Former President Donald Trump said Saturday that he expects to be indicted today by the Manhattan District Attorney for alleged hush money payments. Manhattan District Attorney Alvin Bragg has not commented on Mr. Trump’s claim, and a spokesperson for the former president later stated that there “has been no notification, other than illegal leaks from the Justice Dept. and the DA’s office” to news outlets.
However, as the New York Times notes, “If Trump is indicted, this week will be unlike any other in American politics.”
What happens next?
A possible indictment was reportedly on hold yesterday until a final witness testified before a Manhattan grand jury. Experts say the jury, which meets during afternoon sessions on Monday, Wednesday, and Friday, could deliberate again tomorrow and could vote to indict Mr. Trump at that time.
The investigation centers around cash paid to pornographic film star Stormy Daniels in 2016 prior to Mr. Trump’s election win. Daniels claims that she had an affair with Mr. Trump; the former president denies her claim. Mr. Bragg is expected to accuse Mr. Trump of concealing a $130,000 hush-money payment that Michael D. Cohen, his personal lawyer at the time, made to Daniels on the eve of the 2016 presidential election. Prosecutors would need to prove that Mr. Trump reimbursed Mr. Cohen and falsified business records when he did so, possibly to hide an election law violation.
According to the New York Times, “It would not be a simple case. Prosecutors are expected to use a legal theory that has not been assessed in New York courts, raising the possibility that a judge could throw out or limit the charges. The episode has been examined by both the Federal Election Commission and federal prosecutors in New York; neither took action against Mr. Trump.”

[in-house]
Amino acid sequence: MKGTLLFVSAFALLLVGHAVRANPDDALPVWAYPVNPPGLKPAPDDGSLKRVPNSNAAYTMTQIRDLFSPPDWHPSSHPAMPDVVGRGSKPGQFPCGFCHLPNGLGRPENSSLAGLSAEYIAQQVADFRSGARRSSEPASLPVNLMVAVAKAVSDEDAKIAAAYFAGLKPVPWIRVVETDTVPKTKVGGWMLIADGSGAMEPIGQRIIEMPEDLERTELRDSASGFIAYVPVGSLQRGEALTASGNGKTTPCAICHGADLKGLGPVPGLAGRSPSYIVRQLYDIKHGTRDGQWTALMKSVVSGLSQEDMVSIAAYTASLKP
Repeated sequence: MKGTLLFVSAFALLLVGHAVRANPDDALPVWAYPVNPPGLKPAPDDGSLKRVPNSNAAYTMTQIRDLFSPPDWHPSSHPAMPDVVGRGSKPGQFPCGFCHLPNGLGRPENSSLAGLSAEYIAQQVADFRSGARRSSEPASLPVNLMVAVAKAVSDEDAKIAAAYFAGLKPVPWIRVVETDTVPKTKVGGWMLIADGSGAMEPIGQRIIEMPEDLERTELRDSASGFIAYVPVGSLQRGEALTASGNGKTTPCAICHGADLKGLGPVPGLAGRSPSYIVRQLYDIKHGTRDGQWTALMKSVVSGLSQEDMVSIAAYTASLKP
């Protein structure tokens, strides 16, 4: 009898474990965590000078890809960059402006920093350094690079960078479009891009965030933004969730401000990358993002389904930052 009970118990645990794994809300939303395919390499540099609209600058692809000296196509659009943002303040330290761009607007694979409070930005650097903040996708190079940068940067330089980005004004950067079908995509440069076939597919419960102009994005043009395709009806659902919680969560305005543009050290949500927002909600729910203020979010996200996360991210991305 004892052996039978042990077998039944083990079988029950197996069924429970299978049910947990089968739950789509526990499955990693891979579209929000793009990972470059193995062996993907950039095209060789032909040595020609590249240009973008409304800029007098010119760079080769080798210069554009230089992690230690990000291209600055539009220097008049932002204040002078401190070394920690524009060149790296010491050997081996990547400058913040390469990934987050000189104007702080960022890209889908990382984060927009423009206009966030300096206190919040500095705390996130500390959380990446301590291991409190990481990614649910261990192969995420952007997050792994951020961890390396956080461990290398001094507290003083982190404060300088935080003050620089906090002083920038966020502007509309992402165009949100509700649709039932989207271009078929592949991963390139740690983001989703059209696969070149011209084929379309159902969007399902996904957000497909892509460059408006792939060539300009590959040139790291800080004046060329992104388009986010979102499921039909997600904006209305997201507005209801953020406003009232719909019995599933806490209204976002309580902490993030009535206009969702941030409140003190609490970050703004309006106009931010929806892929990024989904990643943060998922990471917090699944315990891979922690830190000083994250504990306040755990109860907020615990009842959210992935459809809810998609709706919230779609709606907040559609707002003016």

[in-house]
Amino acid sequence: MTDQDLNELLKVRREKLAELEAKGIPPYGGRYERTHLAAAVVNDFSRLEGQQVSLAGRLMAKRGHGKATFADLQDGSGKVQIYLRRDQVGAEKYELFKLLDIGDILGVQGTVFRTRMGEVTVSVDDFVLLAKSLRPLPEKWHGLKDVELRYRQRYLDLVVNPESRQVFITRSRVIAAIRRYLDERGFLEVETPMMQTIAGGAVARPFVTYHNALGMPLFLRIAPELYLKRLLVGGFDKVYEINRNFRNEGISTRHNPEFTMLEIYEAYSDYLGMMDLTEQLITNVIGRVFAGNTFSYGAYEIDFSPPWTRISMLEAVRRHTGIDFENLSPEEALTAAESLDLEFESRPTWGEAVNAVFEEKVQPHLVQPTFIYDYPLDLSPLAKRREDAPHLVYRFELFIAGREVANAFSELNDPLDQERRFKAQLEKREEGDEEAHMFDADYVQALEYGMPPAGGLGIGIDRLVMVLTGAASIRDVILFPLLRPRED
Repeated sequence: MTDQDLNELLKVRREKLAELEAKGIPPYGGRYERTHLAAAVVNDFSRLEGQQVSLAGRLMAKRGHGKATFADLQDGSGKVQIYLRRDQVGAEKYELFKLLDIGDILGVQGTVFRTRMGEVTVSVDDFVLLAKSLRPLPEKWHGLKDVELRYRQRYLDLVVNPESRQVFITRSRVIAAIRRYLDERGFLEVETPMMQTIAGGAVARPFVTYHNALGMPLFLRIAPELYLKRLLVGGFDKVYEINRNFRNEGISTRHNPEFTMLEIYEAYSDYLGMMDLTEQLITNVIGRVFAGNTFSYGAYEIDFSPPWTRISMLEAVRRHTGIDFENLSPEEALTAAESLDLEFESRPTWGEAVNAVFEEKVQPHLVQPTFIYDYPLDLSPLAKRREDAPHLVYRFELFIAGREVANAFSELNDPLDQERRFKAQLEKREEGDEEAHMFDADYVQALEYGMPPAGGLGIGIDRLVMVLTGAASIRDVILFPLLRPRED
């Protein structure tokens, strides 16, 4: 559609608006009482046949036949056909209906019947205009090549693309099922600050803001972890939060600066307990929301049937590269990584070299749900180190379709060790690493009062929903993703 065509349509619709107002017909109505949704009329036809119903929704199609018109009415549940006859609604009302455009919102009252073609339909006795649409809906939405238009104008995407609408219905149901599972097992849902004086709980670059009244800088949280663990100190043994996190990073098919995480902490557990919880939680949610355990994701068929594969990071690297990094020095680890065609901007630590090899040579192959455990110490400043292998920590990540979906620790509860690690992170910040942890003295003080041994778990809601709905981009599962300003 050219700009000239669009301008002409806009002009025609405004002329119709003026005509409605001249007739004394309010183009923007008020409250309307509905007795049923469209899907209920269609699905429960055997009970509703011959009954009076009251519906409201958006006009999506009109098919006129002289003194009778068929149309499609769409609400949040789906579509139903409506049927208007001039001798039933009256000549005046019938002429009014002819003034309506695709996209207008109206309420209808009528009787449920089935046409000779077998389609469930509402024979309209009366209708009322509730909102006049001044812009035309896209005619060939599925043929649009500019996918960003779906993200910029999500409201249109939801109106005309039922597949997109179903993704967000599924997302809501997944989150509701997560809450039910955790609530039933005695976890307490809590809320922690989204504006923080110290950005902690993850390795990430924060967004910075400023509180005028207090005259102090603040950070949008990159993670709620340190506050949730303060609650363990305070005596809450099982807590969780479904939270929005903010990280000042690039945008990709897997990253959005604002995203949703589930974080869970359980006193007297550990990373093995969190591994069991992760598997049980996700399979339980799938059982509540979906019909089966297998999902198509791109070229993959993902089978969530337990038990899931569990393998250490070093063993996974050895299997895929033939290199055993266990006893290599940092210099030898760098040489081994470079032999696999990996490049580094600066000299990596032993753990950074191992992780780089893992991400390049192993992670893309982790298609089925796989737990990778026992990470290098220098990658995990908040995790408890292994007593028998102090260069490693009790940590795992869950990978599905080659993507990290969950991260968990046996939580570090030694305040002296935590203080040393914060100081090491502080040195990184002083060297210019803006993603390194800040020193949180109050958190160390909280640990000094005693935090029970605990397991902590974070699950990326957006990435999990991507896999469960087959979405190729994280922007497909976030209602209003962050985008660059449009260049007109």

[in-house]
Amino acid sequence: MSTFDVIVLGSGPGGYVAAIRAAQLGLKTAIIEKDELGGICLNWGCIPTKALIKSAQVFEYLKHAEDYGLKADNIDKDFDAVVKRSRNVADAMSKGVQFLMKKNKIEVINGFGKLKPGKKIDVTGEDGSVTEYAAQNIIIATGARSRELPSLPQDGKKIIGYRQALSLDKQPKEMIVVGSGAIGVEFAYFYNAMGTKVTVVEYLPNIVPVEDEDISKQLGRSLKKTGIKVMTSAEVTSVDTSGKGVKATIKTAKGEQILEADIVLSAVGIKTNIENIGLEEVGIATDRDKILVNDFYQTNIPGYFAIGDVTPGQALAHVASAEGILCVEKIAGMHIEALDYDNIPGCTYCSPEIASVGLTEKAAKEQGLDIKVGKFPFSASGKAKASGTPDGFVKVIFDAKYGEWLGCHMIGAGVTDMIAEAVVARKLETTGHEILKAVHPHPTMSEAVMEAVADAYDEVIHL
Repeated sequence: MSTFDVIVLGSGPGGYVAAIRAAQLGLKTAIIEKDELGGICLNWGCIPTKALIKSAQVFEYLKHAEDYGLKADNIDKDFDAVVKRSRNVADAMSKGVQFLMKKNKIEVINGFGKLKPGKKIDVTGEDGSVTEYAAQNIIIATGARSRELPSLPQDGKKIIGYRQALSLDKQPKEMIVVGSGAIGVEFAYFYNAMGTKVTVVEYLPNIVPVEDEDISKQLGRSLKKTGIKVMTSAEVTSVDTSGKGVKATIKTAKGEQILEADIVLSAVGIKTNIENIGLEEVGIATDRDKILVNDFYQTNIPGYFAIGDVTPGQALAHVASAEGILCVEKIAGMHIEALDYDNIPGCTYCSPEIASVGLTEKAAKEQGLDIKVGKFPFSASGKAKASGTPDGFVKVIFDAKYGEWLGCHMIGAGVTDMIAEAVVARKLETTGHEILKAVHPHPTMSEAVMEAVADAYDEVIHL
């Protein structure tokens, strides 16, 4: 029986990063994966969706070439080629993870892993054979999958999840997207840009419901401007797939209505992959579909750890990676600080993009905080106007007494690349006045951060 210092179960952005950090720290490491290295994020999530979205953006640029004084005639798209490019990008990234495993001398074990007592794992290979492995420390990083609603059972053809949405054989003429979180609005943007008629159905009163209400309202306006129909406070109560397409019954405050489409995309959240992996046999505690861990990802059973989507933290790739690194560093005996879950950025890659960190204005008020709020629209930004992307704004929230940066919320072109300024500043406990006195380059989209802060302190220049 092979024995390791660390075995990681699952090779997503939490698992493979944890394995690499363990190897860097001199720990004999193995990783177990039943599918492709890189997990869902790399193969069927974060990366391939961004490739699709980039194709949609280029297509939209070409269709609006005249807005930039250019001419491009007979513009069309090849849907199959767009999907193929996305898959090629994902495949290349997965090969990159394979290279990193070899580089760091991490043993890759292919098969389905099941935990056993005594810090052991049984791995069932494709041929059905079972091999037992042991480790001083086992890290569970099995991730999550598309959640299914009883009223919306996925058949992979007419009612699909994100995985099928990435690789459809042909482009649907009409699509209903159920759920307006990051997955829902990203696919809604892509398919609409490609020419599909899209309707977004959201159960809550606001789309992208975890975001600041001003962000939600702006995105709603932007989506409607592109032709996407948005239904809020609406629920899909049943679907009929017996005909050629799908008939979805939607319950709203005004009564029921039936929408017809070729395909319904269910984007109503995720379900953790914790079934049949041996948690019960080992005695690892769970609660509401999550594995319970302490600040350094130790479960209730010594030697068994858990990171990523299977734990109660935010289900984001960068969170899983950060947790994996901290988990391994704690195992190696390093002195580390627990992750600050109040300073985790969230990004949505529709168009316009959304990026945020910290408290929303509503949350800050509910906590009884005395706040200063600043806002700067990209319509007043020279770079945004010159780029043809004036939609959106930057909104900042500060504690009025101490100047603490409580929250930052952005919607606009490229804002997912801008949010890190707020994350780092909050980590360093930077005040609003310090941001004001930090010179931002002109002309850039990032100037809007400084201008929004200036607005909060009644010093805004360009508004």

If Mr. Trump is indicted, Reuters reports: “Any trial of the former US president would still be more than a year away . . . . and could coincide with the final months of the 2024 presidential campaign as Trump seeks a return to the White House.” As a result, he could have to stand trial during the campaign or even after Election Day, “though putting a president-elect or president on trial for state charges would enter uncharted legal waters.” Reuters adds: “If elected, he would not hold the power to pardon himself of state charges.”
All of this would be unprecedented: no US president, sitting or former, has ever been charged with a crime.
What does this mean for our nation?
What does Mr. Trump’s possible indictment say about our political culture?
The New York Times reports, “In the short term, an indictment seems likely to help Trump politically. It will draw attention to him, and he often performs best when he has a foil.” Columnist Maggie Haberman said, “I do think an indictment, if it happens, will galvanize his supporters. He will describe the case as trivial, a point some Democrats have argued, and he will insist it’s all part of a broader Democratic Party conspiracy against him to help President Biden in his re-election effort.”